The section introduces Julia Romano, who serves as another parental surrogate for Anna. Campbell became the first surrogate for Anna when he took on her case, though only to a limited degree as up until this point he has insisted that their relationship remain distanced and professional. Both Julia and Campbell act as Anna’s protector in various ways, Campbell by serving as Anna’s legal counsel and Julia by working to determine what is best for Anna as her guardian ad litem. As parental figures, Julia and Campbell stand in stark contrast to Anna’s actual parents, Sara and Brian. Julia and Campbell work for Anna alone and do not have to consider Kate’s health as Sara and Brian do. This fact makes them arguably more capable than Anna’s true parents of determining what is best for Anna. Yet even Campbell and Julia struggle to reach clear conclusions. Campbell, for instance, decides he no longer wants Sara removed from the house after he speaks with Anna.
Campbell’s narration in this section, specifically his memories and behavior regarding Julia, add entirely new dimensions to his character. Campbell, who until now has presented himself as a flashy lawyer, obviously cares deeply about Julia and feels regret for whatever happened in their past. These feelings are the first real emotions the reader has seen from Campbell. Julia’s presence even seems to alter Campbell’s relationship with Anna. After meeting with Julia, Campbell goes to Anna’s house to visit her on a purely personal level, something he admits he has never done before. Yet even with Julia, Campbell is not completely honest. He offers another false explanation for the presence of his service dog, and he leaves their meeting without any real explanation. Campbell, like Anna, appears intent on keeping up an outward appearance in order to keep something else hidden.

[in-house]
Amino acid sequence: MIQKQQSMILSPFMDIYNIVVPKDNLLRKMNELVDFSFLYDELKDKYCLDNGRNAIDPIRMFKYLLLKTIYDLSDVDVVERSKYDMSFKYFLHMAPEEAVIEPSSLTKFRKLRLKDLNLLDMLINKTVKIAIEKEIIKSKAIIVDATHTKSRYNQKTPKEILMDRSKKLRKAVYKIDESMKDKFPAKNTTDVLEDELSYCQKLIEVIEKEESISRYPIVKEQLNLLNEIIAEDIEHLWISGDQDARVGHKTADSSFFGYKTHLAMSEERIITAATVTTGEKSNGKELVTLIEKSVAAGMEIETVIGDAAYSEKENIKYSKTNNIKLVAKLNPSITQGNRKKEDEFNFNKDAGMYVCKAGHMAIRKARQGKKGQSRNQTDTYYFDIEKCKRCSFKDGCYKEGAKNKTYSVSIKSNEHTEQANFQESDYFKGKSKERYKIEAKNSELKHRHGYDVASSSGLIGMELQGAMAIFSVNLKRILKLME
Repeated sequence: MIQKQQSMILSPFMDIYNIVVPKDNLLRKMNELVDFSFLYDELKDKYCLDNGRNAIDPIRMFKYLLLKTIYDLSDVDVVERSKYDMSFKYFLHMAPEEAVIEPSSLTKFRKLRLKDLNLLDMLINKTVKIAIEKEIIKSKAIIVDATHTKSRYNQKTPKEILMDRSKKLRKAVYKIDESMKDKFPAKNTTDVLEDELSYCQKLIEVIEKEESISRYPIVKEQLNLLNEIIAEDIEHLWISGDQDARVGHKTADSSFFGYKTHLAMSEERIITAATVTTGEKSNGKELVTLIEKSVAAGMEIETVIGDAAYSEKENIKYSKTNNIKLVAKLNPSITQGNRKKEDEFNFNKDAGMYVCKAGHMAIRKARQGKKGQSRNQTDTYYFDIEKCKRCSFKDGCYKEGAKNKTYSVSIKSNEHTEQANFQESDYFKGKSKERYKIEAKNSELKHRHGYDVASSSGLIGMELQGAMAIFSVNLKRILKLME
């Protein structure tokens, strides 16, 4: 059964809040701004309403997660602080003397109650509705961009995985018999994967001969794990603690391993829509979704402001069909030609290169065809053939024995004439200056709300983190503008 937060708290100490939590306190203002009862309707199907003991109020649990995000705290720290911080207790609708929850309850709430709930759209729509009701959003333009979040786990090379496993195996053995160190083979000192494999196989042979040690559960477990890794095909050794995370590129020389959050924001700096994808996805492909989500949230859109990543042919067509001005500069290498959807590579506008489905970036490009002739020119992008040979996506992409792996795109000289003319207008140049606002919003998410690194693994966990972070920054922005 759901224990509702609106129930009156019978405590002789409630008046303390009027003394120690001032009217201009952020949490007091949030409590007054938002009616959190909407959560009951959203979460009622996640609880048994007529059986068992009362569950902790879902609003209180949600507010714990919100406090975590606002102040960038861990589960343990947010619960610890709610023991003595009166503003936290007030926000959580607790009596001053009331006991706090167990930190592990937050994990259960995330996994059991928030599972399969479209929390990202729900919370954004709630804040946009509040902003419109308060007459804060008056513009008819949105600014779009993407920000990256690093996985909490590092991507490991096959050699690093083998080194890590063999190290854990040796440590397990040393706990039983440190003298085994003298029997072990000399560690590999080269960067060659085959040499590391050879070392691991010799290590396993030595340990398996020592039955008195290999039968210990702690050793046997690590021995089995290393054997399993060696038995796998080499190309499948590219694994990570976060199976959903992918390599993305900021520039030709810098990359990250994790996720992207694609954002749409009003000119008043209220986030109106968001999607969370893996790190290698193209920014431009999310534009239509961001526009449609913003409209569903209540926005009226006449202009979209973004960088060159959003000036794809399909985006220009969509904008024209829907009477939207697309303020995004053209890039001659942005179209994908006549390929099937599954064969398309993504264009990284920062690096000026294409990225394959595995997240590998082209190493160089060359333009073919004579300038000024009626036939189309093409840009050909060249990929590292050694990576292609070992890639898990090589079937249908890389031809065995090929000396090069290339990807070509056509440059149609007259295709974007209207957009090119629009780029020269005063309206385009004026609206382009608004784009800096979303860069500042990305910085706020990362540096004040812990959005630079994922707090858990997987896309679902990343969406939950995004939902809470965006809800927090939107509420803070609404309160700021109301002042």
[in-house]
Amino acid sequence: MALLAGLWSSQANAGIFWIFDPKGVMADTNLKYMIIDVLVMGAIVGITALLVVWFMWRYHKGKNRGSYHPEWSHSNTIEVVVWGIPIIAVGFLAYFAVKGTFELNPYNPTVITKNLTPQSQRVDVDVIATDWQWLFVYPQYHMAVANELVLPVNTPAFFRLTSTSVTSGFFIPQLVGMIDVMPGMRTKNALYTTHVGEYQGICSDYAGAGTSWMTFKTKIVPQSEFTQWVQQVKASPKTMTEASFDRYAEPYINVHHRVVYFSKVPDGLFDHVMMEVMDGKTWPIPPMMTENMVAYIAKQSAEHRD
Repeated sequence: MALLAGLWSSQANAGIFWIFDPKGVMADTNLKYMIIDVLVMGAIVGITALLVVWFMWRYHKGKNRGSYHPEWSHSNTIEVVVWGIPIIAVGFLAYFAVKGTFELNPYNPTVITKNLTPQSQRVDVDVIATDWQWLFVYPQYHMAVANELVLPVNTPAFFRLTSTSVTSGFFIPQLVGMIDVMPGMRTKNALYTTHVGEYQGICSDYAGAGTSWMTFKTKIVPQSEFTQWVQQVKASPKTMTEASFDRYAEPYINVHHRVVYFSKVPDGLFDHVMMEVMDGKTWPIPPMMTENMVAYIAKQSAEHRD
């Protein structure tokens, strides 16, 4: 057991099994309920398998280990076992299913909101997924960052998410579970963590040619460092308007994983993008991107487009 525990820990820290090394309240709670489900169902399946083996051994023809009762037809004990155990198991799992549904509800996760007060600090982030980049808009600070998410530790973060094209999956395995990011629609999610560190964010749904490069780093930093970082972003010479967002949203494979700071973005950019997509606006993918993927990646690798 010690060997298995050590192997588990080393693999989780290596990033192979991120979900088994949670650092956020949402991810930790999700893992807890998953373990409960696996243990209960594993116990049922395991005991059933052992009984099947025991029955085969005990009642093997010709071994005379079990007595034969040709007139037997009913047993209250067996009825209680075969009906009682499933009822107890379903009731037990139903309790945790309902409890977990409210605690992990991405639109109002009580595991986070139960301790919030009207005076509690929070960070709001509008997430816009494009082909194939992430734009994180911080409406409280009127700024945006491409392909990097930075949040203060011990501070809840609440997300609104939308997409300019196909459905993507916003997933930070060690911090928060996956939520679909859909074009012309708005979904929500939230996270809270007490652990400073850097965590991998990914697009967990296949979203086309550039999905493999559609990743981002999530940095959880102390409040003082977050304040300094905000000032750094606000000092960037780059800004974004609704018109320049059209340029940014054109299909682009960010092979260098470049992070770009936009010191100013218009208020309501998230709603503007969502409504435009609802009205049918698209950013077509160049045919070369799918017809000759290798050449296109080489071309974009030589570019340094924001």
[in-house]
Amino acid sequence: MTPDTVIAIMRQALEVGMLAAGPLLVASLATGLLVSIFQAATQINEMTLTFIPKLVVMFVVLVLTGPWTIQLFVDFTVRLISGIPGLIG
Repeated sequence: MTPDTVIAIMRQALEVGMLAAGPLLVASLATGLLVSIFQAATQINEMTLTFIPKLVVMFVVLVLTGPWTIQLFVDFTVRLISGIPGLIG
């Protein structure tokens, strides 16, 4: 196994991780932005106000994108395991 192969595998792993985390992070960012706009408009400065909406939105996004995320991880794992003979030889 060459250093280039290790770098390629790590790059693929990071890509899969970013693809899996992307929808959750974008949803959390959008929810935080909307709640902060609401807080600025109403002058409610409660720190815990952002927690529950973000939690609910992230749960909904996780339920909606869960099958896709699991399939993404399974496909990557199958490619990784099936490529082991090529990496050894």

Julia and her sister, Izzy, establish another relationship between sisters in the novel. Both Julia and Anna have sisters linked very closely with their identities, to the point that their sisters are fundamentally part of who they are. Scientifically, both Julia and Anna share almost identical genes with their sisters. Both also act as protectors of their sisters. Julia protects Izzy psychologically. As Julia describes it, she was Izzy’s “nuclear bomb,” eliminating anything that upset Izzy when they were younger. Now, she allows Izzy to move in after her painful breakup with her girlfriend. Anna, meanwhile, has saved Kate’s life by donating her blood and bone marrow to Kate. Both, in other words, act as their sister’s keeper. Significantly, Anna’s lawsuit appears to directly contradict her role as Kate’s protector at this point.
Although we do not hear from Kate directly, Anna’s memories disclose more about Kate’s character. Kate, who has almost always been sick, has had to confront the thought of dying for her entire life, and she appears, at least outwardly, to be almost comfortable with the idea. Kate talks about death in a calm and almost humorous way, which Anna, for whom death remains a morbid and frightening subject, can’t handle. In the same vein, Sara and Brian can’t treat Kate like a normal child because they cannot forget about her illness. When Jesse tackles her in a football game, they immediately worry about her health. Kate, on the other hand, feels happy that someone forgot she had cancer. Even if just for a moment, someone treated her like a healthy girl, not like a patient, which was rare enough to Kate for it to feel significant.